Outreach honors Josephite’s commitment to Sandtown-Winchester

On the second Saturday of the month, the people of St. Peter Claver Parish, under the direction of Greer Dorsey, provide a meal and fellowship for between 150 and 200 people in need, under the banner of Harper’s Helpers.

What did the late Josephite Father Henry Harper do to inspire Dorsey?

“Father Harper always provided food to the community,” Dorsey said. “People would ring his doorbell, he would fix them a sandwich, have them sit down with him and talk. He had a gracious attitude and kind spirit.

“When he passed away (in 2011), that left a hole in the community. I wanted to start the ministry, to continue that aspect of what he provided, food and a listening ear.”

Dorsey launched Harper’s Helpers in 2012, four years after her graduation from Hampton (Va.) University, and three years before the neighborhood became a national flashpoint after the death of Freddie Gray Jr. from injuries sustained while in police custody.

“St. Peter Claver has always been a pillar in the community,” said Dorsey, who works in state government. “We didn’t necessarily shift our ability to serve, we just continued what we were doing. We stayed grounded, and dug our feet in deeper, became even more of a presence.”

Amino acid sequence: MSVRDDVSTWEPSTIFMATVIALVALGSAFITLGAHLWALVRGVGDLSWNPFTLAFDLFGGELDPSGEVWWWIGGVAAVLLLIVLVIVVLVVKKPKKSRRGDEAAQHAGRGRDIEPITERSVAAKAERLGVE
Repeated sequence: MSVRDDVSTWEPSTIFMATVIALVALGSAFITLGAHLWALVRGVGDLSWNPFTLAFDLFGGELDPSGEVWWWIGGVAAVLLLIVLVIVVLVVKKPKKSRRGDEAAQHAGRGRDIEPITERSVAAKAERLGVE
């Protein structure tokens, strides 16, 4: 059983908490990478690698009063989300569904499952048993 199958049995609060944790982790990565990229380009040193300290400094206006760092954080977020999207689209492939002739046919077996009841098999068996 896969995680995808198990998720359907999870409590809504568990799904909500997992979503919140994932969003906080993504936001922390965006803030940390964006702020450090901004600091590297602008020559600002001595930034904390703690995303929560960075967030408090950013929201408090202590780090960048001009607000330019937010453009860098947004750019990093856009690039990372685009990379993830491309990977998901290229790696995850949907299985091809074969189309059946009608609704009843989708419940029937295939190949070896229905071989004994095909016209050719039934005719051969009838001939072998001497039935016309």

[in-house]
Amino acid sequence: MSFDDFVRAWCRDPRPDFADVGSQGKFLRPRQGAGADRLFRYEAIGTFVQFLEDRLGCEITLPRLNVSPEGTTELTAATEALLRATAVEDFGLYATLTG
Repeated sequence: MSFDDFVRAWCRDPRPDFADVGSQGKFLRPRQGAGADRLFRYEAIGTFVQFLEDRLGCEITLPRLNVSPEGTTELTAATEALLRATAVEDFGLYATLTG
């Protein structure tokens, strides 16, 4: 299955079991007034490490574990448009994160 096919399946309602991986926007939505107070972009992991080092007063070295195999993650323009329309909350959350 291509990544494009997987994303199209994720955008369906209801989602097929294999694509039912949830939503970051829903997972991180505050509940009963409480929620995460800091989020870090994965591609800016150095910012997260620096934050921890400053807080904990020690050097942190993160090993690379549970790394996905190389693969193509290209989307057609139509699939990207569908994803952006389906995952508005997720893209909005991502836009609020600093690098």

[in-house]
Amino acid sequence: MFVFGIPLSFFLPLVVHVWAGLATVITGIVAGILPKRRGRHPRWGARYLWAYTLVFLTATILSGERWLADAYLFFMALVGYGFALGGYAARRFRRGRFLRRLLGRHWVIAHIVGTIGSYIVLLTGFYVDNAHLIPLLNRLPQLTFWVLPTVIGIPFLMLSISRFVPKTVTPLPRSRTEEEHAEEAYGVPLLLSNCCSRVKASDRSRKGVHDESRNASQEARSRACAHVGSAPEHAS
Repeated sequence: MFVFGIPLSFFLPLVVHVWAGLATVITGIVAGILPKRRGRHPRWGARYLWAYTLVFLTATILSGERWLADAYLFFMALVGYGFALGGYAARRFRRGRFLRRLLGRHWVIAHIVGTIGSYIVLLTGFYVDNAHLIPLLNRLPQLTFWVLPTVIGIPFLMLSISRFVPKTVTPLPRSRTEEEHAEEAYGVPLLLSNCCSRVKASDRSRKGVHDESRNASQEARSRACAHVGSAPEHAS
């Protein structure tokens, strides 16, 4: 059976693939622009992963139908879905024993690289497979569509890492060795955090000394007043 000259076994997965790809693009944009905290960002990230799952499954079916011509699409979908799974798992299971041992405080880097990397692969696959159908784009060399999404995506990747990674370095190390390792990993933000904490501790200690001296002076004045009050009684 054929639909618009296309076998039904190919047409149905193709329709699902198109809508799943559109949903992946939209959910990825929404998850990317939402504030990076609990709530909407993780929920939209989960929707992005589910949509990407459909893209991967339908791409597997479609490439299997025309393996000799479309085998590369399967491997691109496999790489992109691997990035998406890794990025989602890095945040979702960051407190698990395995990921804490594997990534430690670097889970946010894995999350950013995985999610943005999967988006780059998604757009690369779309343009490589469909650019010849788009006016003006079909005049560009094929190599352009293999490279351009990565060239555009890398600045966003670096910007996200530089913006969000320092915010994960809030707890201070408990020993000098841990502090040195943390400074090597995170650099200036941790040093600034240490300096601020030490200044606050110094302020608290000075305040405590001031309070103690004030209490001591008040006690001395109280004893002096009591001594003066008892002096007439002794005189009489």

In addition to a meal, clothing “and whatever other donations we receive,” according to Dorsey, guests in Father Harper Hall also encounter the presence that was his trademark.

“It was January or February, 2018, and we were serving breakfast,” Dorsey said. “I heard a man say, ‘I haven’t had breakfast in a long time.’ Something like that makes you pause and think about all of the things that you’re privileged to do and partake in, and that you take for granted.”

Dorsey attended John Paul Regional School in Woodlawn and Father Charles Hall, on the campus of St. Peter Claver, for some of her elementary schooling. She was baptized at St. Gregory the Great, but raised at St. Peter Claver.

The parish is ministered by the Josephites, who were founded in Baltimore in the aftermath of the Civil War to serve black Catholics.

Father Harper wasn’t the only member of the order to help form Dorsey’s faith. She was in youth groups led by the late Josephite Father Joseph Del Vecchio to World Youth Day 2002 in Toronto, and on a pilgrimage to Portugal, France and Spain in 2008. In 2006, Father Del Vecchio stepped in to help when Dorsey’s family had trouble paying her first-semester tuition of her sophomore year at Hampton.

Now she turns to Josephite Father Ray Bomberger, the current pastor of St. Peter Claver.

“I’ve learned a lot from Father Ray; he is one of the blessings of my life,” Dorsey said. “We can talk about anything. I have learned a lot about patience from him. He deals with a lot of situations that require patience, kindness and grace.”

Paul McMullen

Paul McMullen

Paul McMullen has served as the managing editor of the Catholic Review since 2008.

The author of two books, Paul has been involved in local media since age 12, when he began delivering The News American to 80 homes in his neighborhood. He began his journalism career with the Capital-Gazette Newspapers in Anne Arundel County, and spent more than 25 years as a sports writer for The Sun in Baltimore. His favorite writing assignments have included the Summer Olympics in Australia and Greece, the Archdiocese of Baltimore’s response to the 2010 earthquake in Haiti, and “Feet for Francis,” a 2015 walking pilgrimage from the Baltimore Basilica to Philadelphia to see Pope Francis.